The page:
February 05, 2016

Hail, Caesar!

Magic Mike USN

Grade: C +
Director: Joel and Ethan Coen
Starring: Josh Brolin, George Clooney, Alden Ehrenreich, Ralph Fiennes, Jonah Hill, Scarlett Johansson, Tilda Swinton, Frances McDormand and Channing Tatum
MPAA Rating: PG-13
Running Time: 1 hr. 40 min.

One of the panoply of old Hollywood parodies in Hail, Caesar! is a high society film project directed by venerable studio hand Laurence Laurentz (Ralph Fiennes). At one point, Laurentz instructs his ill-suited leading man, singing cowboy star Hobie Doyle (Alden Ehrenreich), to begin his lines by expelling “a mirthless chuckle.”

'A mirthless chuckle' is also what most merits the Coen brothers’ homage to 1950s moviemaking. The filmmakers lovingly and gorgeously—thanks to their longtime collaborator, cinematographer  Roger Deakins—skewer everything from sword-and-sandal pictures, to Westerns, to song-and-dance musicals. But the screenplay’s disparate parts and characters never coalesce, so the whole of Hail, Caesar! is strikingly less than the sum of its parts.

The film’s protagonist is Eddie Mannix (Josh Brolin), a “fixer” for Capital Pictures tasked with rescuing starlets from risqué photo shoots, jousting with twin columnists (both played by Tilda Swinton) looking for a scoop, and working damage control over the impending out-of-wedlock pregnancy of DeeAnna Moran (Scarlett Johansson), a fussy, Esther Williams-type aquatic musical star.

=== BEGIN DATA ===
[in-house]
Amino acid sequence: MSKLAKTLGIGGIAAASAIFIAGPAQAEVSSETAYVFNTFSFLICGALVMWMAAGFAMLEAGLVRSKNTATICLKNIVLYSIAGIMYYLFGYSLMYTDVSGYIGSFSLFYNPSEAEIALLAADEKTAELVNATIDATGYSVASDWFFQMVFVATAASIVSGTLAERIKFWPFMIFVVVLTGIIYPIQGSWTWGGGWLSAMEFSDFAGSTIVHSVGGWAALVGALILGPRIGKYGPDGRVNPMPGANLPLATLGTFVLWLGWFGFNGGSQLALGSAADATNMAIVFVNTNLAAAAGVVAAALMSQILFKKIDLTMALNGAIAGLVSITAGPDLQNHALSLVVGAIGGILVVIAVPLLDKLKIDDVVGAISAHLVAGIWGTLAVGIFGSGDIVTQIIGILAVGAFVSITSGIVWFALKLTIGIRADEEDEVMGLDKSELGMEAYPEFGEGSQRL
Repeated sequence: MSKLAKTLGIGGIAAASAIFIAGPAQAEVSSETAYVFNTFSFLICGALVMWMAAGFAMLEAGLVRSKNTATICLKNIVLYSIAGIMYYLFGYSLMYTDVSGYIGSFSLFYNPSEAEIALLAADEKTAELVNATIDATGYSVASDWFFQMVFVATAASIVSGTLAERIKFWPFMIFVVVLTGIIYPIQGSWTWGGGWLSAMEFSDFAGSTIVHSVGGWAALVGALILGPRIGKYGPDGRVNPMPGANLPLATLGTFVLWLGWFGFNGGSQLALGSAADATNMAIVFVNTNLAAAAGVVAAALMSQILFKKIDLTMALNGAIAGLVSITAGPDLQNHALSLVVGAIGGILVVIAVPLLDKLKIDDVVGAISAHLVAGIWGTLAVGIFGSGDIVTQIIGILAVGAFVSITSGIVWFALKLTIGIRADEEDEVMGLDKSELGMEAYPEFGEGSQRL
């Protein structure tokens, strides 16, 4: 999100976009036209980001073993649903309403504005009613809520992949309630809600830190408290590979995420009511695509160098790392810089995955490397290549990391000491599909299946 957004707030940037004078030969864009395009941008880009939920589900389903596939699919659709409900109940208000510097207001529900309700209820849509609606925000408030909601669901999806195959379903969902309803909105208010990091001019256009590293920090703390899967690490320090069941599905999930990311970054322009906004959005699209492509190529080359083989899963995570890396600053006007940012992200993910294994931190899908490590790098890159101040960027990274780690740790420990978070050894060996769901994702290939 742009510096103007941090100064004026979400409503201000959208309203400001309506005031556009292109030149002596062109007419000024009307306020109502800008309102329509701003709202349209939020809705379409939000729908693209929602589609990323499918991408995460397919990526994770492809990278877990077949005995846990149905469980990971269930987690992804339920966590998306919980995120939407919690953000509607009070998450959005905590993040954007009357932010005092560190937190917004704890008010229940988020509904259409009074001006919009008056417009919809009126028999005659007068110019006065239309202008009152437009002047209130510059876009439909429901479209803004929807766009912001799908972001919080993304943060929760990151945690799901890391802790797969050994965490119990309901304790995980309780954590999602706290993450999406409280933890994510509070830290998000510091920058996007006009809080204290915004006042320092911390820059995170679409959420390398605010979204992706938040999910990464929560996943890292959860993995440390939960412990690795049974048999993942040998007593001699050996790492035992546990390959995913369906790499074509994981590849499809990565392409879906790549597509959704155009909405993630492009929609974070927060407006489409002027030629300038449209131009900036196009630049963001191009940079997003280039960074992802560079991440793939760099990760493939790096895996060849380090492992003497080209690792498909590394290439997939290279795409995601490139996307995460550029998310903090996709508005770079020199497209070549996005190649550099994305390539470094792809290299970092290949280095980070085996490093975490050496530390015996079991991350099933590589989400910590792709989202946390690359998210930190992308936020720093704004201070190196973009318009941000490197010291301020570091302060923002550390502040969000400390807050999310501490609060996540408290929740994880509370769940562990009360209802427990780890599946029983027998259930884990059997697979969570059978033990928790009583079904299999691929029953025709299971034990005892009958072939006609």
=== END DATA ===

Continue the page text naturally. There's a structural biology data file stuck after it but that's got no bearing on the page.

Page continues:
A burned-out Mannix is also weighing a lucrative 9-to-5 job offer from an aeronautics corporation. But as his final decision looms, Baird Whitlock (George Clooney), the bankable star of the titular peplum pic—subtitled The Tale of the Christ, an obvious allusion to Ben-Hur—is kidnapped by a gaggle of Communist screenwriters holed up in an area beach house.

As Mannix frantically tries to find Whitlock before his movie implodes, he must also cope with the sundry calamities of his job, including Laurentz’s complaints about Doyle, whose aw-shucks drawl clashes with an urbane comedy named Merrily We Dance. Mannix visits a soundstage where Channing Tatum channels Gene Kelly in a Navy musical patterned after Anchors Aweigh—the dance routine to a diddy titled “No Dames” is a showstopper. Along the way, we strumble across glorified cameos by Frances McDormand as a grizzled film editor, Jonah Hill as a shadowy notary and Christopher Lambert as a lascivious movie director.

Watching Hail, Caesar! becomes an exercise in star-gazing, as any hope of an engaging, cohesive storyline vanishes sometime between Whitlock’s umpteenth humorless prattle with his blacklisted captors, and the appearance of a Soviet submarine off the coast of Malibu. The Coens’ trademark deadpan absurdism grinds along like an engine trying to find its gear. The whip-smart wit of the directors’ seminal farces is lacking, save for an uproarious scene in which clergy of disparate faiths debate the proper cinematic depiction of Jesus.

The Coens appear torn between lionizing and lampooning the so-called Golden Age of Hollywood, a fine line they expertly traversed in Barton Fink. Hail, Caesar! is like Whitlock’s climatic “Speech at the Feet of the Penitent Thief”—rousing at its best, but ultimately bloated and leading nowhere.